Old Mack’s Tales

August 10, 2011

Yesterday: A Fine Day

Filed under: Uncategorized — Ron McKinney aka "OldMack" @ 2:40 am

Yesterday: A Fine Day

It wasn’t as hot or as humid as the day before. But when I stepped barefoot and in my skivvies into the wet grass out back to keep my eye on Walter while he emptied his bladder into Leo’s yard through the chain-link fence, I was attacked by a cloud of mosquitoes. I hollered at Walter and ran back into the kitchen. I nearly caught Walter’s  snout as I was closing the door. He came in, head down, tail tucked, looking up with those liquid dark eyes as if to ask what he’d done wrong. I patted Walter’s head, felt his velvety ears and scratched his chest. It’s not your fault, Walter. I’m allergic to mosquito bites. Walter wagged his tail, tentatively for a moment and then headed for the water bowl.

Half a dozen bites had already swollen to the size of robin’s eggs by the time I got into the bathroom and located the Benedryl Gel. I slathered them with the goop. The whole time I was cussing myself for going outdoors nearly naked on the eighth of August. Walter stopped lapping water and looked at me; his expression was one of bewilderment: What pissed the old man off now?

I sprayed myself with Deep-Woods Off before dressing, to ward off the few mosquitoes that got in before I could slam the door. I was remembering sequentially all the places I’d been where mosquitoes were so thick they could blacken the walls of buildings. Places like Anchorage, Beeville, Texas, and Old Orchard Beach in Maine. By comparison we have relatively few of the pests and, if the county still has the funds to spare, they’ll soon send out the mosquito suppression squads. I was dressed and sipping my first cup of coffee when the phone rang.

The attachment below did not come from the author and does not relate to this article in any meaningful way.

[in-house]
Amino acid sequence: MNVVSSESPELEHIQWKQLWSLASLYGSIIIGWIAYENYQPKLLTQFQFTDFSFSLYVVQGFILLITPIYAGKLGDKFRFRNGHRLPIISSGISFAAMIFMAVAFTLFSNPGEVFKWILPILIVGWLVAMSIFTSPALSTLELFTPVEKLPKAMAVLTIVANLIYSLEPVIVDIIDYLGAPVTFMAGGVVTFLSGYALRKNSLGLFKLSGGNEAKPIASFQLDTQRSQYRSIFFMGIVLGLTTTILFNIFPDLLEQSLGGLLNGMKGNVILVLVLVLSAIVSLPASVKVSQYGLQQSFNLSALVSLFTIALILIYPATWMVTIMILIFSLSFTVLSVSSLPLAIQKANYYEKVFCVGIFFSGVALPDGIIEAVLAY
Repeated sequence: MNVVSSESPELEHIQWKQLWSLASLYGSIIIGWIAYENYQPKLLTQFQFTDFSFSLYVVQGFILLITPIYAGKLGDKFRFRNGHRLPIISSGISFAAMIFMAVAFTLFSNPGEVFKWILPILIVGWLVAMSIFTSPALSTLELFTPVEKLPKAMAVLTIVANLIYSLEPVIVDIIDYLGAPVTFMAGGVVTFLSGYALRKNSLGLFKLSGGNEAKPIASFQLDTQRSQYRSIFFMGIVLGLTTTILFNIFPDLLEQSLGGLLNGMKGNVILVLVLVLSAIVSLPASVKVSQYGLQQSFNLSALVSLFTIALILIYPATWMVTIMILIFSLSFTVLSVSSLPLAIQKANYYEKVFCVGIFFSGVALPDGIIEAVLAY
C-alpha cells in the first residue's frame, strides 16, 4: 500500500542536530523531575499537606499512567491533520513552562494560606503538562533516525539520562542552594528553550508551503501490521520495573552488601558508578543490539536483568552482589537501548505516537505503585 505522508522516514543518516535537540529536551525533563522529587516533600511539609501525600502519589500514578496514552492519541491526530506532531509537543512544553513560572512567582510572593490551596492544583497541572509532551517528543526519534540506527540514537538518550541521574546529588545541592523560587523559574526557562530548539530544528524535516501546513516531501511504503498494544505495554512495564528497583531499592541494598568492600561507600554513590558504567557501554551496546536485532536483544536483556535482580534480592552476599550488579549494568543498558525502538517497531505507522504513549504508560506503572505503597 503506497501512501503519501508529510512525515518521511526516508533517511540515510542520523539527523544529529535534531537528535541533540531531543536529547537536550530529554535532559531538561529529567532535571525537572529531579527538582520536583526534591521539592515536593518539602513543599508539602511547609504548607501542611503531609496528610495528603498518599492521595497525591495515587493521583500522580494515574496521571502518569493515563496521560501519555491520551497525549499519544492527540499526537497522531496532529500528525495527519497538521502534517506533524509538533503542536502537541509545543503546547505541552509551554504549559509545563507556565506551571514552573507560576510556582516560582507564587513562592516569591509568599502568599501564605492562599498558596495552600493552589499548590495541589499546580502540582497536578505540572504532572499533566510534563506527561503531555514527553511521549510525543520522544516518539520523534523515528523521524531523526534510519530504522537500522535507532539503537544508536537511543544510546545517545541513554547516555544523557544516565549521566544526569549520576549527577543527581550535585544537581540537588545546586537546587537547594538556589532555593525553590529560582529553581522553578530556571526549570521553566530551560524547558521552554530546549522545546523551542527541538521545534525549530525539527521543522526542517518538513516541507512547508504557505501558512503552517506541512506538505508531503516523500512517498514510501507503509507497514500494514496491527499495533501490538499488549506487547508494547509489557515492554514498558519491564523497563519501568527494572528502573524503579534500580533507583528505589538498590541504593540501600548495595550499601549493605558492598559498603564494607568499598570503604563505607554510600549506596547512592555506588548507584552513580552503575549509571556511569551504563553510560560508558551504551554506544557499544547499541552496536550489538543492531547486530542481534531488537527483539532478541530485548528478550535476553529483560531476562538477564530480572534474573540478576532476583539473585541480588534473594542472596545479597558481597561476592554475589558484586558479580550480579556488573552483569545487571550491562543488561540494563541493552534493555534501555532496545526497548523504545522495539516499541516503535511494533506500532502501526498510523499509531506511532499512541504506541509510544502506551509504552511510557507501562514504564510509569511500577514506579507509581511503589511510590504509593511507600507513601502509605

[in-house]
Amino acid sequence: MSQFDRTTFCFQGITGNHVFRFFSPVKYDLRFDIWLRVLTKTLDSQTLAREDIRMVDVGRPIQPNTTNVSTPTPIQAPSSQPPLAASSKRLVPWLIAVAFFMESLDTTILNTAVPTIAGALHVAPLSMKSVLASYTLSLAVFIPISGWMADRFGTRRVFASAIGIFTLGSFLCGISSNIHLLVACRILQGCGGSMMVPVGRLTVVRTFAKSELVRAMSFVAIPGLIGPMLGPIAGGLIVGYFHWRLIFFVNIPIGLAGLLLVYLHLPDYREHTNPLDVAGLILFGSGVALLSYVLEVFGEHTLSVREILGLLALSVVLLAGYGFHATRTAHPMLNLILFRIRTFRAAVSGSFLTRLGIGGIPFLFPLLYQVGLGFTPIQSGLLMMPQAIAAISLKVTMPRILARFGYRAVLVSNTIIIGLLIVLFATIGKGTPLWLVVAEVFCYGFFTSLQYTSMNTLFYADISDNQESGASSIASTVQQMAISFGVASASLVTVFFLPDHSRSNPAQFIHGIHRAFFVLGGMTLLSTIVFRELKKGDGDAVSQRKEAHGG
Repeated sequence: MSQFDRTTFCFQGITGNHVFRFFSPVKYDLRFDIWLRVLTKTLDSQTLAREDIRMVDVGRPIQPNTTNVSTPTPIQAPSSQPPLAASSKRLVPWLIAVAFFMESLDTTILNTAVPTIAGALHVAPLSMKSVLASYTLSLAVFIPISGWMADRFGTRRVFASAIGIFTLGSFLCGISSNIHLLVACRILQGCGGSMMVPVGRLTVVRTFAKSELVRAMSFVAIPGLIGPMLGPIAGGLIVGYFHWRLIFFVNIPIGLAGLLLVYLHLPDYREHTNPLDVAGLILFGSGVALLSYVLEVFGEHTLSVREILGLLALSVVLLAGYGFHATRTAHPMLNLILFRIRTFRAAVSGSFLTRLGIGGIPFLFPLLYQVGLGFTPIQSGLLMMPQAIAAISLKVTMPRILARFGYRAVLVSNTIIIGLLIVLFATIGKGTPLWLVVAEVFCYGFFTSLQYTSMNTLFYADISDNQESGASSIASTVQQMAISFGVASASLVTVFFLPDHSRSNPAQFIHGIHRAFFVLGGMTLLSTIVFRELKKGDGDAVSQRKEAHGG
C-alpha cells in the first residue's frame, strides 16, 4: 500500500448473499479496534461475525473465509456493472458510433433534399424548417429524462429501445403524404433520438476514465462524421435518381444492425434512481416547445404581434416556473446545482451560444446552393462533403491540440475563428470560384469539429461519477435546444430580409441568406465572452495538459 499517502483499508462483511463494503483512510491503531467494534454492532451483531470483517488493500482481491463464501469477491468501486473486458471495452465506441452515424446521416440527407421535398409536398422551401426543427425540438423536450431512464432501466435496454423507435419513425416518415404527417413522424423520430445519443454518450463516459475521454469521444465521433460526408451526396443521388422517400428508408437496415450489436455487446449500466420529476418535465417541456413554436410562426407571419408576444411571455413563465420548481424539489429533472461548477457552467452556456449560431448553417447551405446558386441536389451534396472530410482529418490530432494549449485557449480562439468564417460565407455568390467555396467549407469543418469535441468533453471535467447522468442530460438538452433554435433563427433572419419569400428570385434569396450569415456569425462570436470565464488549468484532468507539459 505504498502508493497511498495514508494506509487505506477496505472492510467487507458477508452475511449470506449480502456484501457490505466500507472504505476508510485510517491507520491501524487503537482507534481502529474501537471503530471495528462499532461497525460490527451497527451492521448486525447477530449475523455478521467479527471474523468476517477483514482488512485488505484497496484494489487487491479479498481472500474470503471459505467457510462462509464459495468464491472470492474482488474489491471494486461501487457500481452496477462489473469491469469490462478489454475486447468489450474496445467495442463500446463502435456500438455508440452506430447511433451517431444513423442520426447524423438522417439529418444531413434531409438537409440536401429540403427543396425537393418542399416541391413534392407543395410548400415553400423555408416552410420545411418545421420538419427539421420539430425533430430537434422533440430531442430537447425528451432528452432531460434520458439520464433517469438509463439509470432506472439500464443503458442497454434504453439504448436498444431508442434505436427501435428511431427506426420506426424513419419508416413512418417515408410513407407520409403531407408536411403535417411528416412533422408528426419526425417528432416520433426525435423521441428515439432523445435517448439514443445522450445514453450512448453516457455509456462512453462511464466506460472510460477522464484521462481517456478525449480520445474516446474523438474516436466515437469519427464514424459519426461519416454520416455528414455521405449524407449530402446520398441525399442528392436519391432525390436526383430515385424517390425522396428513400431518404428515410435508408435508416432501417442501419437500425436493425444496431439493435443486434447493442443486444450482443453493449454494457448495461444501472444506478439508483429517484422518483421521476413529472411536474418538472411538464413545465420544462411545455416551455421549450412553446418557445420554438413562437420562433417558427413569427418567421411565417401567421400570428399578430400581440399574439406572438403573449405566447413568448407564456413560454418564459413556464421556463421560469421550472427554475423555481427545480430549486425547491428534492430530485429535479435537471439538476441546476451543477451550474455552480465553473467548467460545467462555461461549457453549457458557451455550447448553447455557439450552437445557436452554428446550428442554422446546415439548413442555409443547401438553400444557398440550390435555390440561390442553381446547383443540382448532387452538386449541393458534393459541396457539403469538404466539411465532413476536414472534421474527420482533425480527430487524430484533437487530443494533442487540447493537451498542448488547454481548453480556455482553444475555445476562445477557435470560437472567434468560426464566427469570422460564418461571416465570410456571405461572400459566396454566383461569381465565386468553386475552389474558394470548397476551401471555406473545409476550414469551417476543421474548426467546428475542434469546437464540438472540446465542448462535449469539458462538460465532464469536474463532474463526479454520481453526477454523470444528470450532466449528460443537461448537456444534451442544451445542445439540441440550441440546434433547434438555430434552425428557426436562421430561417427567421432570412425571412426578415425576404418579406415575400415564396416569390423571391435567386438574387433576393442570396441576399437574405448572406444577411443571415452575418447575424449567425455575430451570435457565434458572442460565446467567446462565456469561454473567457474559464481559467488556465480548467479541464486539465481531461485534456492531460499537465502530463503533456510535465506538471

My wife was calling from The Retreat to tell me that the doctor told her she needed four or five more days. I tried to put the best face on it.

“It’s not such a bad place, is it?”

“Oh no. They just finished remodeling the building and this wing is like new. My room is almost as big as the library where you and Allison visited me . . . night before last?”

“Last night, Chris. The place looks new and cleaner than most hotels. And you have plenty of company, people to talk to. Here it’s just me and the dogs. . .”

“You’re right. I have friends here. Some of them are as smart as you are and we have some very interesting discussions. Yesterday . . . Did I mention Arnold? Arnold is a bi-polar stock broker. The recession threw him into a funk so he checked himself back in. Yesterday he gave our group a talk about the Standard & Poor’s downgrading the American credit rating from triple-A to double-A plus. He said it means that the credit card lenders will make more money. It won’t make it harder for the government to sell bonds. Is that right?”

“It’s simply part of the right-wing conspiracy to get Obama booted out of the White House by making him look incompetent. Read yesterday’s column by Paul Krugman. . . I’m sure glad I got out of that business.”

“The people I met in Portland who sold stocks were all a bunch of shysters or crooks. I’m glad you quit. We were pretty happy building boats and that big yacht for Don Hutson.  . .until that night I got attacked by the BART cop coming home from Richmond. That’s probably why the doctor said I should stay a while longer. I haven’t mentioned anything like that in the group sessions. . .”

“You’re in a good place right now. Enjoy it if you can. I’m okay here with the dogs. I haven’t killed any of them yet.”

“They are calling us to breakfast. I’ve got to run. I love you.”

She hung up before I could respond. I finished my cold coffee and went back to bed. Walter curled up on the floor, gave my bare feet a lick and we both slept until noon.

The End


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